Nationwide operations held on Friday targeted suspects linked to the Gülenist Terror Group (FETÖ) that tried to seize power in 2016 with a brutal coup attempt. Security forces arrested 36 suspects.
In the capital Ankara, the Chief Prosecutor’s Office sought the detention of 17 soldiers, including seven active-duty officers, in an investigation into a secret network of FETÖ infiltrators in the Turkish Air Forces. Twelve among them were arrested, while a manhunt is underway to capture the others.
The suspects were in contact with civilian handlers, according to prosecutors. Their links were discovered when they used payphones in public places to communicate to avoid detection. The same method was discovered in dozens of investigations into the terrorist group’s tactics of secrecy. Handlers and the infiltrators they manage use them to arrange secret meetings, according to investigators.
Nine suspects were captured in another operation against military infiltrators after prosecutors in the northwestern province of Kocaeli issued arrest warrants for them. Security forces were dispatched in Kocaeli, Izmir and Ankara to capture the suspects, which included two military officers and seven former cadets at a military school.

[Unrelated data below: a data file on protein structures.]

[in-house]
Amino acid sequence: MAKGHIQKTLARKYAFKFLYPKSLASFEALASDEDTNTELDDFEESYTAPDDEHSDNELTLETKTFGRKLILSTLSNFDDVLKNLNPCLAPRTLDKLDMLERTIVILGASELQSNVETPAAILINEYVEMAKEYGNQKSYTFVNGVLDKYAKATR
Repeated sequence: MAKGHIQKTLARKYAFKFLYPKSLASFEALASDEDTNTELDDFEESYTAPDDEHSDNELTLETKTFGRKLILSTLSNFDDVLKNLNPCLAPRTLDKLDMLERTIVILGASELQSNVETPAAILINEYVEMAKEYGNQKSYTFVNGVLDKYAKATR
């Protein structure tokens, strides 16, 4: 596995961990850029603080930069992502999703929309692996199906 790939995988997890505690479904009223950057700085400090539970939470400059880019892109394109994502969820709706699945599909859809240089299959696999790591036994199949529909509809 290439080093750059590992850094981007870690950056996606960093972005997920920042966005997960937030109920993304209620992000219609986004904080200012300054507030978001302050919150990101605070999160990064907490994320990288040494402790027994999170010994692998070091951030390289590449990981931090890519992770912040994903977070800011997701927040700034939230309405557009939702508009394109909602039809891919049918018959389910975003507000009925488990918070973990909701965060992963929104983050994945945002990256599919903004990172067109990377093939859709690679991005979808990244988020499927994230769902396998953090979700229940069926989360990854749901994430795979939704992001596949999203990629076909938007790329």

Operations on Friday also cracked down on “civilian” members of FETÖ. Fifteen out of 21 wanted suspects were caught by security in 12 provinces after prosecutors in Ankara issued arrest warrants. All suspects were residents of FETÖ's “exam study houses” in the capital. The houses serve as unofficial dormitories but were used to host students picked by the terrorist group for infiltration into various places, from the public sector to the military. Along with regular study sessions, it was in those houses that students loyal to the group were supplied stolen questions and answers to exams.
FETÖ is known for turning to exams as a way of infiltration into every public agency and its members have been implicated in a string of trials after civil servant hiring exams in 2010 and 2012 were targeted. The terrorist group is accused of having access to questions and answers beforehand thanks to civil servants loyal to them working in exam bodies.